South Africa is in urgent need of ethical leadership in order to stop the recurring incidents of corruption across all sectors in the country. This was the view expressed by various industry leaders at the Graduate Institute of Financial Sciences (GIFS) breakfast session held in Sandton at the Maslow Hotel today. The unending and numerous reports of corruption and malfeasance in both the public and private sector require urgent measures to be taken to restore ethical leadership in the country.

There was a general consensus among delegates that corruption was denying citizens their much-need services, as resources were being channelled to individuals and groups who did not have their interests at heart. The focus of the session was corruption in the educational sector, which was undermining the country’s efforts to create a literate and economically active generation of young people.

Mr Wayne Duvenage, the CEO of the Organisation Undoing Tax Abuse (OUTA), said corruption in higher education was a fundamental problem. He said OUTA had unearthed a number of ghost learners, fake qualifications, and procurement irregularities in the higher education space. “It’s a tsunami of corruption out there  – even worse than what we have heard during the Zondo Commission,” he said.

Mr Duvenage blamed lack of political will to deal with corruption in South Africa. He said insufficient resources were allocated to law enforcement agencies to deal with corruption.

He said while whistle blowers were critical to exposing acts of corruption in both the private and public sector, they did not receive any moral support from government. Majority of whistle blowers have been sidelined and made pariahs of society, and sadly, some of them had been assassinated, he said.

Mr Duvenage urged all South Africans to wage war against corruption and unethical leadership. “We need to be active citizens, and not just mere taxpayers. As a collective, we can stop multibillion corrupt projects so that the country’s much-needed resources can be utilized for the benefit of all citizens,” he said. His call was also echoed by Ms Mpume Langa, the Managing Director of Maxim Industries Africa; and Mr Sibusiso Mahlangu, the CEO of Matthew Goniwe School of Leadership and Governance, who urged South Africans to exercise their democratic right to hold the government accountable. Ms Langa said South Africans were generally passive in nature and allowed the government to make all decisions on their behalf.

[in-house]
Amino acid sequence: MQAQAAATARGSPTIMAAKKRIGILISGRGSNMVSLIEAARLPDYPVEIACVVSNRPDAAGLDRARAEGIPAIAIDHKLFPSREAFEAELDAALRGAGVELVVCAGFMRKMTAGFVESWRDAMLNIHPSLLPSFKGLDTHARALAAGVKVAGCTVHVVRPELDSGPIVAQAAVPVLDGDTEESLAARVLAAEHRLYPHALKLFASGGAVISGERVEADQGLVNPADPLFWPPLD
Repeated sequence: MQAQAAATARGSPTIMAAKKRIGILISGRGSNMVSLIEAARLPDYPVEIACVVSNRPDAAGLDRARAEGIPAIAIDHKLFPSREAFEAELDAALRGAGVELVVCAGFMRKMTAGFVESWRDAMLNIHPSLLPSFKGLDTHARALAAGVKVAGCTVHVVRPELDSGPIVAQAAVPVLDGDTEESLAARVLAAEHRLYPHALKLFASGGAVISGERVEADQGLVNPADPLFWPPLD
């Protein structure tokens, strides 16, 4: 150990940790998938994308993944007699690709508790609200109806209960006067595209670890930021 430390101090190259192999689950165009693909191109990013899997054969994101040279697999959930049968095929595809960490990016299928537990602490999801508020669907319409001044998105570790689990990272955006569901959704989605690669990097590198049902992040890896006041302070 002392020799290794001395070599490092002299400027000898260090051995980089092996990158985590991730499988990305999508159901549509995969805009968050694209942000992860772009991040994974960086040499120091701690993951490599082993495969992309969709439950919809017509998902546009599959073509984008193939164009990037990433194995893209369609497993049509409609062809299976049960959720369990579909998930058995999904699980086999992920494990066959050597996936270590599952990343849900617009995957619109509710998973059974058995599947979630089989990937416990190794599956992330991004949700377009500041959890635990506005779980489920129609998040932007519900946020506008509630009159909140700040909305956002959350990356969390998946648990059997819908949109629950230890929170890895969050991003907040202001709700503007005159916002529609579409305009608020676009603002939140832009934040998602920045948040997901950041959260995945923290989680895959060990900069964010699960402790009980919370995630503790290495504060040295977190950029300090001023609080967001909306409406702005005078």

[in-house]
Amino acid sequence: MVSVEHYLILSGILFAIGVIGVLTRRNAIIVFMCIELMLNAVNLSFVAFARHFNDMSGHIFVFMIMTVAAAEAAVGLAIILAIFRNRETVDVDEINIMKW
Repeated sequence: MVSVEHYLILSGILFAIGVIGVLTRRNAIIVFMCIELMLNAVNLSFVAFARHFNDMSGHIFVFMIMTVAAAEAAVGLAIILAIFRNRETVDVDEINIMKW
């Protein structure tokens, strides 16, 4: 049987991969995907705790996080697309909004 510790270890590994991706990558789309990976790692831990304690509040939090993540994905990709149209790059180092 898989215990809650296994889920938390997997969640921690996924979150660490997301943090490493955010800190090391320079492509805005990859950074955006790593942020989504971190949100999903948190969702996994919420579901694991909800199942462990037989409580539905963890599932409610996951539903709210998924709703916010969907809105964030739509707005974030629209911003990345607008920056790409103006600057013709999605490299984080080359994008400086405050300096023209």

Dr Phumzile Mlambo-Ngcuka, former Deputy President of South Africa and former Executive Director of UN Women, emphasised the fact that ethical leadership was key to the success and prosperity of this country. She urged all leaders to relentlessly pursue ethical and good leadership in order to carry South Africa forward. She said: “Ethical leadership is about doing the right thing even when no one is watching you. Ethical leaders are able to live with their conscience because whatever they do is always legitimate and without any reproach. We therefore need an educational system that can nurture and develop a new generation of ethical leaders.”

Finally, the CEO of GIFS, Dr Kershen Pillay, also bemoaned the fact that ethical leadership in South Africa had declined so much, especially in the educational sector. He said pupils were dying in pit toilets because they did not have proper sanitation facilities. School infrastructure was in a constant state of decay, and nothing was being done to alleviate the problem – despite the billions of rands that had been pumped into this sector over the years.

He said: “Our educational system is facing rampant corruption, riddled with numerous tender irregularities, ghost learners and people with fake qualifications. However, as GIFS we are undeterred in our fight against unethical leadership and corruption. We refuse the future of South Africa to be stolen, and we will continue to speak out against and expose acts of corruption.”  The future of education required ethical leadership free of corruption, and GIFS was committed to securing a better future for the children of South Africa, he said.

Issued by Meropa Communications on behalf of GIFS.